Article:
See the new country programme document for the Dominican Republic, 2018-2022, approved at the 2017 second regular session of the Executive Board.

UNICEF Image: A boy pushes a bike in the Dominican Republic
© UNICEF LAC/2017/Reca
Until Brandon, 3, is registered, he will not be able to receive medical care, be vaccinated, or attend school.
 

Advancing gender equality

Advancing gender equality and the rights of women and girls is essential to realizing the rights of all children. The UNICEF Gender Action Plan, 2018–2021 that was presented for the Board’s information outlines how UNICEF will promote gender equality across the organization’s work, in alignment with the new Strategic Plan, and building on lessons learned from the current Gender Action Plan, which ends this year.

Humanitarian action

In humanitarian situations, UNICEF aims not only to deliver emergency life-saving assistance, but also to rebuild and revitalize systems so that the humanitarian response contributes to long-term development, thereby achieving more for those affected.

In an update on the organization’s approach to humanitarian action, the Board heard about the challenges that must be overcome to continue serving the short- and long-term needs of children and communities whose lives are affected by conflicts and natural hazards. These challenges include the difficulty of raising flexible funds for humanitarian action, which are essential to UNICEF’s ability to respond quickly and equitably to emergencies.

Mr. Lake discussed the importance of development in humanitarian contexts. “You cannot achieve the SDGs unless you are doing development in humanitarian contexts because of the tens, hundreds of millions of children who are now in conflict situations. If they don’t get education and health…it is simply mathematically impossible to reach the SDGs,” he said.

Joint field visit to Nepal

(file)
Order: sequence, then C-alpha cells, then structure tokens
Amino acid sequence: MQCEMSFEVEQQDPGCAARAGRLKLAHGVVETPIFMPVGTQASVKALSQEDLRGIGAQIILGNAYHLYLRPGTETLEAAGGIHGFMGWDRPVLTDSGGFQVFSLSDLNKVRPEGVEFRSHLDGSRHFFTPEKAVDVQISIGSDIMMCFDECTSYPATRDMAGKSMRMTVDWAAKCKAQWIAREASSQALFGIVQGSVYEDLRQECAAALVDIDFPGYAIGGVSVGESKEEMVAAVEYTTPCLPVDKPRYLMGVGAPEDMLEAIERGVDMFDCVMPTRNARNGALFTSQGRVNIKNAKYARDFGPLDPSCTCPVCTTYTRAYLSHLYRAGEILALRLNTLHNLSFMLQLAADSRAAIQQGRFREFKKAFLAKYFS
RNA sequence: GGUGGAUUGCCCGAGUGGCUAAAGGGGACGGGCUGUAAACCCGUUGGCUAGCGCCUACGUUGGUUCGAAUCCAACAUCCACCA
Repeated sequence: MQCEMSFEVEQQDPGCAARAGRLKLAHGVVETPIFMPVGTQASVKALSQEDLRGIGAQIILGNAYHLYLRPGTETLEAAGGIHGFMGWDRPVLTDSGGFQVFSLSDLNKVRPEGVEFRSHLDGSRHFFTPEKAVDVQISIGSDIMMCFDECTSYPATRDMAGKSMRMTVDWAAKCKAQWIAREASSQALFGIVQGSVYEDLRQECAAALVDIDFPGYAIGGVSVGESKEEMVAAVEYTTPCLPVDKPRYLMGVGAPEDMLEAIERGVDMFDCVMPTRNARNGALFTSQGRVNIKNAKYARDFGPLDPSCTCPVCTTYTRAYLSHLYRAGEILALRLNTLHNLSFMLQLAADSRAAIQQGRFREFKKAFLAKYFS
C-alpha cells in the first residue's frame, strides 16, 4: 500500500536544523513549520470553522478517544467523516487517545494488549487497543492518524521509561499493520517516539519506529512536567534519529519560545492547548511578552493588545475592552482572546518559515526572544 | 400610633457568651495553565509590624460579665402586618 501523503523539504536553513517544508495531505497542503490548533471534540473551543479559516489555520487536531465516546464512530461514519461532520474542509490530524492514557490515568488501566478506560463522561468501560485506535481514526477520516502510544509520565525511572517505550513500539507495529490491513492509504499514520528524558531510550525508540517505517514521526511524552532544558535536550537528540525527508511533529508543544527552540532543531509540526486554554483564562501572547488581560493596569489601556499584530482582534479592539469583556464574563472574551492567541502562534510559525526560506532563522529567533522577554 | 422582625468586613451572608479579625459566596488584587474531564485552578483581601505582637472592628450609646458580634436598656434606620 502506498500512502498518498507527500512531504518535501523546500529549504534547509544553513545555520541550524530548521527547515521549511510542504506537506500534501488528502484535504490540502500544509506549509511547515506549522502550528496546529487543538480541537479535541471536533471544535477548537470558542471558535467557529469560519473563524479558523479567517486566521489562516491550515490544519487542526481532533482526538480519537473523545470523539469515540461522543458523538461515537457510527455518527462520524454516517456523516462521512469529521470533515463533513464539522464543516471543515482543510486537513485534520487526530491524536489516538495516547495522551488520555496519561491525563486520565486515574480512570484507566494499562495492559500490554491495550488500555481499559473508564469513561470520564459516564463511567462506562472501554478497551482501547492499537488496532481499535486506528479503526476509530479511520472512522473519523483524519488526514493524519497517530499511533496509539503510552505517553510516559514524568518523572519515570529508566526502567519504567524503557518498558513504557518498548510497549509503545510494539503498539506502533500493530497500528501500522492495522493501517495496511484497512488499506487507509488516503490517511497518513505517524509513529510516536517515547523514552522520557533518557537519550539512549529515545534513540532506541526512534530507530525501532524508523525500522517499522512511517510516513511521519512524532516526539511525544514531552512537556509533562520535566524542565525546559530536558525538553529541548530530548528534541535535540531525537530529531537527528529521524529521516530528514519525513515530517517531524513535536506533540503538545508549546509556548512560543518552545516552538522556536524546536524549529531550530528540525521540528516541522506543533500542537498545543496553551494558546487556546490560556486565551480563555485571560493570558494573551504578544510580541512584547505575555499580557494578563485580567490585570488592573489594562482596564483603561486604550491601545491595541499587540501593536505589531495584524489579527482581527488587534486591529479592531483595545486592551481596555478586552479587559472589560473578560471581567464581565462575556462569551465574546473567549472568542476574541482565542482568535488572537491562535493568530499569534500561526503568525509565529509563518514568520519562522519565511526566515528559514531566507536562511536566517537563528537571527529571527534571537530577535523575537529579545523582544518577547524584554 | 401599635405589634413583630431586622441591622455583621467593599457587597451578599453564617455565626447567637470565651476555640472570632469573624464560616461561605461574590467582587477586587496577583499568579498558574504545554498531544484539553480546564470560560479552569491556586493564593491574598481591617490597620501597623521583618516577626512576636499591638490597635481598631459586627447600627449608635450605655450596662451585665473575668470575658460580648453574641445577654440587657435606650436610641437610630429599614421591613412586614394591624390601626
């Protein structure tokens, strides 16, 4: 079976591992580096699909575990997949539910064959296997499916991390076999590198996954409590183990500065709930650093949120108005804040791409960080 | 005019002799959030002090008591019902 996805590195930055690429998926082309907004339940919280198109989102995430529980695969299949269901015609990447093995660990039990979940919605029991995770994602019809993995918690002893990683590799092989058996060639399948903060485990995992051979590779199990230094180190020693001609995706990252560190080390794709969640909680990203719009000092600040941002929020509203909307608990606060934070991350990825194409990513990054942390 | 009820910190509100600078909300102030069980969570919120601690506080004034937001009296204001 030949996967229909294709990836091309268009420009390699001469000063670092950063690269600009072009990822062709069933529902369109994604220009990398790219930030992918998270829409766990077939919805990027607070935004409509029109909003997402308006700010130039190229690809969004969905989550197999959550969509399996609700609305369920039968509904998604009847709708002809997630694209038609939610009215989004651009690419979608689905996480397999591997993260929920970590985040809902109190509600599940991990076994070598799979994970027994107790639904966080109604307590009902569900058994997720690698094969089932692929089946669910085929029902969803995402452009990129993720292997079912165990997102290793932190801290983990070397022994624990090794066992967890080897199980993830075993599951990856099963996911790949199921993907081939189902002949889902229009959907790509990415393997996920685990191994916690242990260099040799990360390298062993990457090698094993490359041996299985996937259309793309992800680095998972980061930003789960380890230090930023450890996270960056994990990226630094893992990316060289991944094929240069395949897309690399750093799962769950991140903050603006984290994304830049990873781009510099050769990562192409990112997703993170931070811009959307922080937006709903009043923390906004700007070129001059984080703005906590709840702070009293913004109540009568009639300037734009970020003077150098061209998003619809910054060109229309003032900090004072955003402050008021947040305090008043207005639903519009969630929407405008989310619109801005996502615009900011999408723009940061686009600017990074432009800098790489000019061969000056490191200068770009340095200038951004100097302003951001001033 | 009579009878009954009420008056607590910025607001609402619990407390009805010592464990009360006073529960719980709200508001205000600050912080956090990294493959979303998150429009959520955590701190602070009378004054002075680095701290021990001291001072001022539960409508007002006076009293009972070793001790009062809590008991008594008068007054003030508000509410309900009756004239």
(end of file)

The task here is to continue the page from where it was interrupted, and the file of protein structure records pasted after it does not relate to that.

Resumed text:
The Executive Board heard about an April 2017 joint field visit to Nepal. Led by Ambassador Webson, a delegation of 20 members of the Executive Boards of the United Nations Development Programme (UNDP), the United Nations Population Fund (UNFPA), the United Nations Office for Project Services (UNOPS), the United Nations Entity for Gender Equality and the Empowerment of Women (UN-Women), the World Food Programme (WFP) and UNICEF reviewed the work of the United Nations organizations in Nepal and how they contribute to the achievement of national development plans, and observed the resilience of the Nepalese people in the face of the 2015 earthquakes.

“The country has moved into the recovery phase, but given the difficult topography of the country … and the damage to the infrastructure and the roads, the recovery process will be a long one,” said H.E. Mr. Webson. In their report, the delegation highlighted the need for continued positive engagement from all stakeholders, including the Government, development partners, the United Nations country team, civil society organizations and the private sector, so that Nepal is able to successfully implement its development plan.

Closing of the Board

The Executive Board approved a total of seven decisions at the session, including on the new Strategic Plan, the 26 new programme documents and the UNICEF integrated budget, 2018-2021 that will fund the organization’s work under the new Strategic Plan.

In closing, Ambassador Webson said, “the approval of all of these decisions has been consequential and there will be positive ripples throughout the organization and throughout our work.”


Read next: Building an equitable future for today’s children: UNICEF presents new four-year Strategic Plan for approval by its Board